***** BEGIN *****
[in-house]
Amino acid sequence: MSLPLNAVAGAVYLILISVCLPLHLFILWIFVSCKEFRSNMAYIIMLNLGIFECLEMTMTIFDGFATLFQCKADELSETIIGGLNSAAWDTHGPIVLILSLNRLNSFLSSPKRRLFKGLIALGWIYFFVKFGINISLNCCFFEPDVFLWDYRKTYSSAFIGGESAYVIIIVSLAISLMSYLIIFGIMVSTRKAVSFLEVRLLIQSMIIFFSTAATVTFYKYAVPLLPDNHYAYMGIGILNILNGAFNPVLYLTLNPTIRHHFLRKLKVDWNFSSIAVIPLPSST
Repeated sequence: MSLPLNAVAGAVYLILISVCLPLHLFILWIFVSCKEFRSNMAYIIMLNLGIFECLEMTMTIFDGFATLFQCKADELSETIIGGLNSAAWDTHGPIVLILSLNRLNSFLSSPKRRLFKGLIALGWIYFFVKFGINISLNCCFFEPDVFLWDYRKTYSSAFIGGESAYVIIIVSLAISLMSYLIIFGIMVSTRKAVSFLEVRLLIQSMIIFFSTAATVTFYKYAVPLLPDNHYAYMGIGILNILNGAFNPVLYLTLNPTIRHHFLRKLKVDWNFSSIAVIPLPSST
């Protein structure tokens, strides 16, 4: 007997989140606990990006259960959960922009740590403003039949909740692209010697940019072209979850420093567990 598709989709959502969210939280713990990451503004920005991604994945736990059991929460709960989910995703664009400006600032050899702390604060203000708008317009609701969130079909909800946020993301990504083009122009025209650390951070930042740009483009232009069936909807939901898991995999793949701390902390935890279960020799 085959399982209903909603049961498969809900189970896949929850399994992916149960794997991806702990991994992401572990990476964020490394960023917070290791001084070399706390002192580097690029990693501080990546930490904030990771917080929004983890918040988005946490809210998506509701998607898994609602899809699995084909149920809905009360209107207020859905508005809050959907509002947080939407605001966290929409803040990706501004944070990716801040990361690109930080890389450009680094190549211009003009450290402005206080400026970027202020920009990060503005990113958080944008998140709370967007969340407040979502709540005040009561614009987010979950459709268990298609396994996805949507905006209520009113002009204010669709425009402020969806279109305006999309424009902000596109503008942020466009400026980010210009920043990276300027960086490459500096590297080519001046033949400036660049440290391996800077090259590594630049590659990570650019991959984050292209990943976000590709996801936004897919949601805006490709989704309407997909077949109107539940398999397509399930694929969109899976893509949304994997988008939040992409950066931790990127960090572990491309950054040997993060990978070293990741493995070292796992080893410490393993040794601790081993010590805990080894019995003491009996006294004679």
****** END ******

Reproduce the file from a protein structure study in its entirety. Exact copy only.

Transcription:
[in-house]
Amino acid sequence: MSLPLNAVAGAVYLILISVCLPLHLFILWIFVSCKEFRSNMAYIIMLNLGIFECLEMTMTIFDGFATLFQCKADELSETIIGGLNSAAWDTHGPIVLILSLNRLNSFLSSPKRRLFKGLIALGWIYFFVKFGINISLNCCFFEPDVFLWDYRKTYSSAFIGGESAYVIIIVSLAISLMSYLIIFGIMVSTRKAVSFLEVRLLIQSMIIFFSTAATVTFYKYAVPLLPDNHYAYMGIGILNILNGAFNPVLYLTLNPTIRHHFLRKLKVDWNFSSIAVIPLPSST
Repeated sequence: MSLPLNAVAGAVYLILISVCLPLHLFILWIFVSCKEFRSNMAYIIMLNLGIFECLEMTMTIFDGFATLFQCKADELSETIIGGLNSAAWDTHGPIVLILSLNRLNSFLSSPKRRLFKGLIALGWIYFFVKFGINISLNCCFFEPDVFLWDYRKTYSSAFIGGESAYVIIIVSLAISLMSYLIIFGIMVSTRKAVSFLEVRLLIQSMIIFFSTAATVTFYKYAVPLLPDNHYAYMGIGILNILNGAFNPVLYLTLNPTIRHHFLRKLKVDWNFSSIAVIPLPSST
């Protein structure tokens, strides 16, 4: 007997989140606990990006259960959960922009740590403003039949909740692209010697940019072209979850420093567990 598709989709959502969210939280713990990451503004920005991604994945736990059991929460709960989910995703664009400006600032050899702390604060203000708008317009609701969130079909909800946020993301990504083009122009025209650390951070930042740009483009232009069936909807939901898991995999793949701390902390935890279960020799 085959399982209903909603049961498969809900189970896949929850399994992916149960794997991806702990991994992401572990990476964020490394960023917070290791001084070399706390002192580097690029990693501080990546930490904030990771917080929004983890918040988005946490809210998506509701998607898994609602899809699995084909149920809905009360209107207020859905508005809050959907509002947080939407605001966290929409803040990706501004944070990716801040990361690109930080890389450009680094190549211009003009450290402005206080400026970027202020920009990060503005990113958080944008998140709370967007969340407040979502709540005040009561614009987010979950459709268990298609396994996805949507905006209520009113002009204010669709425009402020969806279109305006999309424009902000596109503008942020466009400026980010210009920043990276300027960086490459500096590297080519001046033949400036660049440290391996800077090259590594630049590659990570650019991959984050292209990943976000590709996801936004897919949601805006490709989704309407997909077949109107539940398999397509399930694929969109899976893509949304994997988008939040992409950066931790990127960090572990491309950054040997993060990978070293990741493995070292796992080893410490393993040794601790081993010590805990080894019995003491009996006294004679």